Green says the habitat of chiggers tends to be in wild plantings, gardens, pollinator habitat, woods and brush, long grass fields, trail edges, and dense shrubbery. Yet, Green cautions, “chiggers can basically be anywhere.” She was the victim of 16 chigger bites while standing on the grass of a short, manicured lawn at a local school—certainly not the environment chiggers are expected to be.
“There’s really no favorite habitat of chiggers because their presence is spotty, and while a few people may be standing in the same habitat, not everyone will endure the same suffer-fest of chiggers,” says Green. (You should be aware of these 10 sneaky backyard dangers this summer.)
How do chiggers find us?
When humans enter chigger territory, the bugs go on high alert, says Green—they likely notice your shadow and feel the vibrations as you walk. Plus, you release carbon dioxide, which chiggers can pick up on. “They sense our body heat, which they will orient to as a host on which to feed,” Green says. “Chiggers don’t have long, piercing-sucking mouthparts like mosquitoes or ticks, so they bite where they are likely to get a good meal, remain protected, and where it is warm and humid.”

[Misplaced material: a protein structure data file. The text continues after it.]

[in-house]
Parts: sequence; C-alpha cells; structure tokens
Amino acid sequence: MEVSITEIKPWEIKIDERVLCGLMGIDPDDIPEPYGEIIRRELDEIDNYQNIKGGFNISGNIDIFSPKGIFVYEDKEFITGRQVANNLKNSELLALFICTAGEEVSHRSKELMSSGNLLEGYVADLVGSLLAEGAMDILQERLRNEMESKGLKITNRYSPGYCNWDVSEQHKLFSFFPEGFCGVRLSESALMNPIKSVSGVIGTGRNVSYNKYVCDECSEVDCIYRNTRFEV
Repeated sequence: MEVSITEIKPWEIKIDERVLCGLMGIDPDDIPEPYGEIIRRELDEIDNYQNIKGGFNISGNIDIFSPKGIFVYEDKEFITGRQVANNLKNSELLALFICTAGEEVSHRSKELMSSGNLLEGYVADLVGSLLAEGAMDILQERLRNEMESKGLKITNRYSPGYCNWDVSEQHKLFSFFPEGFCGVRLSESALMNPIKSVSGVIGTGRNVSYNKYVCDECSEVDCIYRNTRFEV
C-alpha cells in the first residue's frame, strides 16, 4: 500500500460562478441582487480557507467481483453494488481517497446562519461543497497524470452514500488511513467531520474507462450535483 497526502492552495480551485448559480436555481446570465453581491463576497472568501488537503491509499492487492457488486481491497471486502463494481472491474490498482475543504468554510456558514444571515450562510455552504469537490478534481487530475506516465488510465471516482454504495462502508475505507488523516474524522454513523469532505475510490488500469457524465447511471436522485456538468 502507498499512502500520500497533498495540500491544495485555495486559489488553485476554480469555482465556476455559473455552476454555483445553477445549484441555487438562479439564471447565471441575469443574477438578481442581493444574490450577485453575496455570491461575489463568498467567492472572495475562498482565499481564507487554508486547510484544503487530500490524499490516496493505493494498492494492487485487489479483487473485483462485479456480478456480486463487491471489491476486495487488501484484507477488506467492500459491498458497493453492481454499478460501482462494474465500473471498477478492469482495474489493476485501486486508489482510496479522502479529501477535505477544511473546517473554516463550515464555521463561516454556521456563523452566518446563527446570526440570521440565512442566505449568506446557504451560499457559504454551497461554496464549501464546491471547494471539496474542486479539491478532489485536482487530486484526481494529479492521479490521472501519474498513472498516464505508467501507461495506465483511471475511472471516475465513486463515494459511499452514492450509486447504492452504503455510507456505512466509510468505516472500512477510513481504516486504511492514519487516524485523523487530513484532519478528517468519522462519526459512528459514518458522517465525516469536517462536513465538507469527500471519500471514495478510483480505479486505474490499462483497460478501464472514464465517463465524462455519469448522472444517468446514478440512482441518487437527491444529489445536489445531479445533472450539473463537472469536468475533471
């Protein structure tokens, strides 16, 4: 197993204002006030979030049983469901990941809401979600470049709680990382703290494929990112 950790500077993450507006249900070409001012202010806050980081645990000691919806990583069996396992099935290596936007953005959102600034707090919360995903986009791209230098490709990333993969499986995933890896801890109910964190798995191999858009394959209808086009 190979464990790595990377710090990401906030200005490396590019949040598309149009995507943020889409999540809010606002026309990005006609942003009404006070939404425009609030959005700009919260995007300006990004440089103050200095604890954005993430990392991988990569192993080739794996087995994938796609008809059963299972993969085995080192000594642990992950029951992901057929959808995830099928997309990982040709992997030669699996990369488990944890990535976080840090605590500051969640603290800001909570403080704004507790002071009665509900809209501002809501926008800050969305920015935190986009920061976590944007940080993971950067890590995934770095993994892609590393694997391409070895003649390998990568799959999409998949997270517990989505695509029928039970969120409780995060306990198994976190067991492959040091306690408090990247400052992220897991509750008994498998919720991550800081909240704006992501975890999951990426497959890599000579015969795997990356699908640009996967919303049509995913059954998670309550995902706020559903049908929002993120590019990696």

They attach to your clothing, often to areas on the body where clothing is tight—like sock lines, waistlines, underwear, and bra line areas. They tend to bite in a skin depression, like a pore or hair follicle.
“They also will bite in places where the skin is soft and thin like the knee pits, armpits, and again, groin area. Say you’re sitting and your body has skin creases or folds, they will bite in a cluster in that area,” Green says.
Why do chiggers bite us?
It sounds gross, but our skin is their food source (not blood, as you might imagine). Chiggers don’t burrow under our skin and suck our blood as rumored. Chiggers feed uniquely. Unlike a mosquito with a needle-like mouthpart or a tick with a barbed, swordlike mouthpart, chiggers have a short pincher and sharp mouthpiece known as chelicerae. However, a bit like a tick, they do attach to the skin and stay there to feed.
“It starts feeding and does not let go. It secretes enzymes into your skin, breaking it down, and at the same time, creating a channel or tube (called a stylostome) to suck up the liquified skin cells,” says Green.